Wednesday, 11 June 2008

Tricks of the Mind (by Derren Brown)

Not obvious reading for HR/L&D Professionals - but having had it recommended to me, I recently found myself engrossed in this book.

There seems to be an increasing focus within HR on understanding how the brain works. For example: both David Rock (Quiet Leadership) and Guy Sutton (Director of Medical Biology Interactive/University of Nottingham) have spoken at HRD. [NB: For a great summary of the latter see the Epic blog.]

As stated by Rock: "If people are being paid to think, isn't it time the business world found out what the thing doing the work, the brain, is all about? "

In part, Derren Brown's book 'Tricks of the Mind', helps explore the working of the brain.

There is a wealth of information on Memory - and the tricks of the trade used in memory feats. While it may be debated in this age of 'Google', promoting a good memory of facts and figures is important (vs. developing the skills of reasoning, debate etc...) - at very least it should help trainers rapidly remember the names of delegates attending a course !

A key component of moving 'information' from short-term memory (with its very limited capacity) to long-term involves the power of images. Given that these images need to be relevant to the individual, I'm not sure this insight should have presenters using PowerPoint reaching for the Clipart. Rather let me suggest: learning interventions need to build in reflection exercises that guide participants to link key concepts to pictures they create in their own mind.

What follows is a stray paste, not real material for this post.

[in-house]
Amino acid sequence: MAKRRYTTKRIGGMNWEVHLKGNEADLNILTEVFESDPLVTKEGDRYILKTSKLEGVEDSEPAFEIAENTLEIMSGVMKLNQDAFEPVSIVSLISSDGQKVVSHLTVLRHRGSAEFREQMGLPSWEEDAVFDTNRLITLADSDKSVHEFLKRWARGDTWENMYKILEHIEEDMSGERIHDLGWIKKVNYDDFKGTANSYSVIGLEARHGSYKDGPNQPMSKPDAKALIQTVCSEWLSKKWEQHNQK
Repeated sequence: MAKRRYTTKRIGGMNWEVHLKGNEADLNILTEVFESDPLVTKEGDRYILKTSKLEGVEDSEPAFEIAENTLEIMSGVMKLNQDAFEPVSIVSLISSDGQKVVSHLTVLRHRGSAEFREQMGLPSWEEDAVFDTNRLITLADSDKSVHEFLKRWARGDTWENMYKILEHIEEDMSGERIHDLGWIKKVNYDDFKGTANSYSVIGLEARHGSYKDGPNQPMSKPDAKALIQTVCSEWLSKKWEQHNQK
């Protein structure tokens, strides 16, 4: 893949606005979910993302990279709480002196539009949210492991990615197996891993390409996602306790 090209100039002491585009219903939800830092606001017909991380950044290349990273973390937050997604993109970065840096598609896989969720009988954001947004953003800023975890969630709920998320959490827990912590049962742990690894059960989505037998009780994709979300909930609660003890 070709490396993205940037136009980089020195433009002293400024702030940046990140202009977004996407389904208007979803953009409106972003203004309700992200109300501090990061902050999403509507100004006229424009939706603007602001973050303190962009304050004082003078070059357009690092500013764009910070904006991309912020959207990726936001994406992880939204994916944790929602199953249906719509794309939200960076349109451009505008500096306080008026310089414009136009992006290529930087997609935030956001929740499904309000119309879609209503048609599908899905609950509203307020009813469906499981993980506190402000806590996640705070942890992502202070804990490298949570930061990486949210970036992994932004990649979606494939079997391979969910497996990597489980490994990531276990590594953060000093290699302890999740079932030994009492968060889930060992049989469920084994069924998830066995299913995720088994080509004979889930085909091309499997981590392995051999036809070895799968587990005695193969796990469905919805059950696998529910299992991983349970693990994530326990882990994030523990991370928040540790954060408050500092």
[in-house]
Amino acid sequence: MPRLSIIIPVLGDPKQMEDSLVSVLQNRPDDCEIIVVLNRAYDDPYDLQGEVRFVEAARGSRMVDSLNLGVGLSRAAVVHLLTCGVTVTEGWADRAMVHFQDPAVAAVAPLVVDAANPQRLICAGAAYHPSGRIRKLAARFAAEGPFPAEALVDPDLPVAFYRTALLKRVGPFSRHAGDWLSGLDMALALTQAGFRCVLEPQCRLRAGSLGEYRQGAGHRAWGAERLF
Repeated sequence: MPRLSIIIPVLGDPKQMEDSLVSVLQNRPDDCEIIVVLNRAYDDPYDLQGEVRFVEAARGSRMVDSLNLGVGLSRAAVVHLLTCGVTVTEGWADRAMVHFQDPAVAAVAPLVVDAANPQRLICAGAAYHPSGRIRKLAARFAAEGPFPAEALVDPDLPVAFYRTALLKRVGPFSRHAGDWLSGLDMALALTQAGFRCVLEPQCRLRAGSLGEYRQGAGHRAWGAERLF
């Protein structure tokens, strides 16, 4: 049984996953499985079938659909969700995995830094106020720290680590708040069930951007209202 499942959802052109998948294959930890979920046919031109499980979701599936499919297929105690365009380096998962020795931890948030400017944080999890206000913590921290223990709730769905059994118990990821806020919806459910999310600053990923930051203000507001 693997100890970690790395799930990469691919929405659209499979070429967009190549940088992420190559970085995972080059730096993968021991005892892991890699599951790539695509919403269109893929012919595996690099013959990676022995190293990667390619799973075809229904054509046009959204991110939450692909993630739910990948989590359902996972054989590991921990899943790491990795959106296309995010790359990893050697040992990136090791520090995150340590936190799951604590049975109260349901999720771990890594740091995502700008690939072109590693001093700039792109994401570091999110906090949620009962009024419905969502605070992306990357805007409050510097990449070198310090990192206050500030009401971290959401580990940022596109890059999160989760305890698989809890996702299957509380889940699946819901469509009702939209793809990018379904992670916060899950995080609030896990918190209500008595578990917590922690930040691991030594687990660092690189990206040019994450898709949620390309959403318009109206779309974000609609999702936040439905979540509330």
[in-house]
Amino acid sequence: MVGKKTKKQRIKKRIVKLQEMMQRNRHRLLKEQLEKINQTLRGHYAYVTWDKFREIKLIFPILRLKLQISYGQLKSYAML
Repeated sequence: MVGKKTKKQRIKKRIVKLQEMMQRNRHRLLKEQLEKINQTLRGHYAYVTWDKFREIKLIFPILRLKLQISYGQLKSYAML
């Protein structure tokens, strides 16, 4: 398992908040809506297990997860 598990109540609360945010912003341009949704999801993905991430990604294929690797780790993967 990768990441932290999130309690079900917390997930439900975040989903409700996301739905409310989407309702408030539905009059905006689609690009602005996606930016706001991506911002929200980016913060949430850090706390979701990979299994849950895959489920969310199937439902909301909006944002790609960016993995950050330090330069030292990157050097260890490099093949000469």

Another area that will be familiar territory to many L&D colleagues, is Thinking Traps

The class 'Monty Hall Problem' is included, together with other examples - all of which can be great ice-breakers within relevant training courses !

Clearly the relevance goes beyond fun ice-breakers since, as Brown highlights: "cognitive traps make us unwittingly prone to drastic misunderstanding of probability, which in turn can lead people to make poor decisions".

Within the section on 'Hypnosis & Suggestibility', Brown provides his assessment of NLP (Neuro Linguistic Programming). This is another area that often attracts the interest of trainers.

Brown discusses that: "One of the more sensible tenets of NLP is that the way you represent (anything you feel strongly about, as a) picture or film will affect the way you emotionally respond to it". He then illustrates how the mind can be directed to modify the picture, in turn modifying the associated emotional response.

I'd suspect that the style of this book will not be to everyone's taste, but it provides great insights into the psychology of magic - and as such give helpful perspectives on the working of the human brain !

Also see: